I’m really passionate about good care and treat people like family. I love spending time with people; residents, staff and especially relatives. It’s important to make them feel comfortable and confident in the work we do here. We have a great atmosphere in the home, which is fantastic.
I always think that the day I don’t have my heart in the job is the day I make a change. In care you have to care.
I was touched to be nominated and chosen to be a Rising Star. I had heard about the initiative at the National Care Forum’s Managers Conference and thought it sounded like a great opportunity.
I’ve loved networking with the group, sharing experiences, learning and getting to know each other. It’s been a fantastic year and I think we’ll all keep in contact for years to come. The conferences and networking have been incredible, I’ve learned a lot about my strengths, and weaknesses.
My mentor has been phenomenal. She’s really supported me. We’ve discussed so much, she came to visit me at The Old Parsonage and I went to stay with her and visit her homes. It was brilliant to be able to see the inner workings of another care home and how we all face similar issues. I realised that things are not unique to my home, others are dealing with the same pressures and I could see how they go about addressing them. We’ll definitely keep in touch.
From July this year, I will be changing roles from General Manager of The Old Parsonage to Project Manager for The Brendoncare Foundation. I will be delivering training on electronic care planning to all staff across our 10 homes.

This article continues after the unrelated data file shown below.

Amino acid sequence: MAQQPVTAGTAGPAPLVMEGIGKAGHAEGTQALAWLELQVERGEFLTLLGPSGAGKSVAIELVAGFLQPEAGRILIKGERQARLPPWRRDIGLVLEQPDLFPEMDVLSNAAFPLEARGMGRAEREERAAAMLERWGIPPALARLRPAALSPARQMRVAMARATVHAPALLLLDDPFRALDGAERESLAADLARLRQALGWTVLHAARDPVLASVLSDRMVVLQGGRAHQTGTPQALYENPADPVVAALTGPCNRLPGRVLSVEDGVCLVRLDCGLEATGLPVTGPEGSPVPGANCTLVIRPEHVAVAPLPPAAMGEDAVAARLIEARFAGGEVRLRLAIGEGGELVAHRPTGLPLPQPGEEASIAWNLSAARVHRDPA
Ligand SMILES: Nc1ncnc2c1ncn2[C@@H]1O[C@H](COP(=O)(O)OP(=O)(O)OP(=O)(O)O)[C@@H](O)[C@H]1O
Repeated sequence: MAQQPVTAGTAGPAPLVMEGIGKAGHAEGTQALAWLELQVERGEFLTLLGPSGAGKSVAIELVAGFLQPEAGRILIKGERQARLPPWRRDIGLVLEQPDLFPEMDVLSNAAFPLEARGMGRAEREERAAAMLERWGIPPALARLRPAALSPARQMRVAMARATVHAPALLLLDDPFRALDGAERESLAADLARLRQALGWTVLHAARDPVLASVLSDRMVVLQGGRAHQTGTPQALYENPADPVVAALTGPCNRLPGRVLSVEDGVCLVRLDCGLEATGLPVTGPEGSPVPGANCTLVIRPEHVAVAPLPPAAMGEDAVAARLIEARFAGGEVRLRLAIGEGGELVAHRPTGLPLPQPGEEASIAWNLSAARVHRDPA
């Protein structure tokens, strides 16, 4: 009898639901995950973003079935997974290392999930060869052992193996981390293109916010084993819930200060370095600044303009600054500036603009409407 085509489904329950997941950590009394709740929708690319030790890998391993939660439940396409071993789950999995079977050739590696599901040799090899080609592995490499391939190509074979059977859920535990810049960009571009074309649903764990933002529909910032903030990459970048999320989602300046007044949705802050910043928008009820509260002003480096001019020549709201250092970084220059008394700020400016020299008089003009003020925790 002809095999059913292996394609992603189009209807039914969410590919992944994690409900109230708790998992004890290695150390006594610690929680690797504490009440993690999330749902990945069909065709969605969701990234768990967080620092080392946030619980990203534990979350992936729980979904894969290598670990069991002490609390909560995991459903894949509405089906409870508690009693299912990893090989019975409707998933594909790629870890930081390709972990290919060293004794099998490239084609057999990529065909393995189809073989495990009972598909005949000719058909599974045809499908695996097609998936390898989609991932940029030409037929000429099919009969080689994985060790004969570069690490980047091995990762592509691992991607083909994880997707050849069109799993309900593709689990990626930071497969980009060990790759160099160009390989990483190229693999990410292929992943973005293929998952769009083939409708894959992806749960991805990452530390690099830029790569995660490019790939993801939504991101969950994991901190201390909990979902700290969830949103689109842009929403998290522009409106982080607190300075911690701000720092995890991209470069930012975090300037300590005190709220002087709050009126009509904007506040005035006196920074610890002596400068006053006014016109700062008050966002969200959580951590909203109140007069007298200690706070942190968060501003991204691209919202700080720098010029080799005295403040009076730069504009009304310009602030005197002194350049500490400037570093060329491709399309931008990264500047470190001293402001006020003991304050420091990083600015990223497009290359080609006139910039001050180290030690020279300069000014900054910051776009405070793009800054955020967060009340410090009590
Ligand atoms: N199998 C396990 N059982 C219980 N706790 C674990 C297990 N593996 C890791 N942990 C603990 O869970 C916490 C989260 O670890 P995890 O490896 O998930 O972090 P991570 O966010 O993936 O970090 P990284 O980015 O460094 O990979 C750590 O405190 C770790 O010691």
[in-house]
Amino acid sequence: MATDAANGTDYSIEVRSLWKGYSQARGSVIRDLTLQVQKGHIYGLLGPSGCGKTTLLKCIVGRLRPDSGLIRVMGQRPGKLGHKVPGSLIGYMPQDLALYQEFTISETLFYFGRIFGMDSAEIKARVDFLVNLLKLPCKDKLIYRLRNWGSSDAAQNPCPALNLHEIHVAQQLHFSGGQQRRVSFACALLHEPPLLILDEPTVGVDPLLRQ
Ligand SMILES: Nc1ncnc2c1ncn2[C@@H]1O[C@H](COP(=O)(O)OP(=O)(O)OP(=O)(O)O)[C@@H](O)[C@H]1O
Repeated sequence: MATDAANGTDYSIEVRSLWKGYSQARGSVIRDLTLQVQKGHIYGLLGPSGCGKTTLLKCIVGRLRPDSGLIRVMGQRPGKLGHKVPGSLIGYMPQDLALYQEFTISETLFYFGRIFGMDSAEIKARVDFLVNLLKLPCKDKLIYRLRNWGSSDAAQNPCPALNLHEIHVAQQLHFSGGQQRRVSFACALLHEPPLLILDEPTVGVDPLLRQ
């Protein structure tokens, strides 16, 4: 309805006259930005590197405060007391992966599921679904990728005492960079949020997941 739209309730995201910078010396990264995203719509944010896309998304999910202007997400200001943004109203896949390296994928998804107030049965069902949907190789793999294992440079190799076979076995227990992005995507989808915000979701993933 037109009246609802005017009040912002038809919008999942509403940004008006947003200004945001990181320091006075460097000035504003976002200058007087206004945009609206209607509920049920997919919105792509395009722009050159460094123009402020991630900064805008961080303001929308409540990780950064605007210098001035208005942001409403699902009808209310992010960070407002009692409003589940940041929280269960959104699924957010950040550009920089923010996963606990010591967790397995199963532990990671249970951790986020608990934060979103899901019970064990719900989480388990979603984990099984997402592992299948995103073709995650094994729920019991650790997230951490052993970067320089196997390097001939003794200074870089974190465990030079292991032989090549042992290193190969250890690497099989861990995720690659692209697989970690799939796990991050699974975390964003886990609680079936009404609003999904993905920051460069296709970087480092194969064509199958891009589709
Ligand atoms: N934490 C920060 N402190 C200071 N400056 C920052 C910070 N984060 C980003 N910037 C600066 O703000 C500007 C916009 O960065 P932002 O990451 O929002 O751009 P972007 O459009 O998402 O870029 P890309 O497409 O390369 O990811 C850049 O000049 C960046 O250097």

I previously delivered training on nurse revalidation whilst working in the Chief Nursing Team in the NHS which I really enjoyed. I’m excited to get going and take on new challenges. Ultimately, I want to be part of the bigger picture and make an impact on a wider group of people.
Spending time doing planning work with the other Rising Stars in London really helped me to step back and think about where I am, what I’ve achieved, how far I’ve come. That has given me the confidence to go further. I think that opportunity for self-reflection has helped me to move forward.
I also completed my Level 5 Diploma in Leadership for Health and Social Care through Brendoncare. That achievement just highlighted how much I love learning and looking at different ways of working.
I’m also fascinated by people, their behaviours and how to support them best.
My advice is to reach for the stars and follow your dreams, because you can achieve anything.
As I said earlier, I think the self-reflection has really helped me. Even in negative situations, reflecting on what happened, what can be learnt from this, what you could have done differently and what went well too can help you to move forward. There’s always a way to turn a negative into a positive.
Also, appreciate yourself, especially as the role of manager can be lonely at times. You need to look after yourself to be able to support your team.
My advice to other senior managers would be to recognise potential in your team. Have regular contact with people so that you can identify their aspirations and dreams. This will benefit the company and residents and will help you to retain people too. Doing this builds loyalty amongst your staff team and makes sure that you don’t lose motivated staff. Instead, you support them to grow.
Paula is part of the first ever cohort of Rising Stars. This innovative programme, developed by National Care Forum and supported by Carterwood, is designed to identify leading lights within organisations who will shape and form the care sector in the future.
More information about the programme, the candidates and future opportunities can be found at www.nationalcareforum.org.uk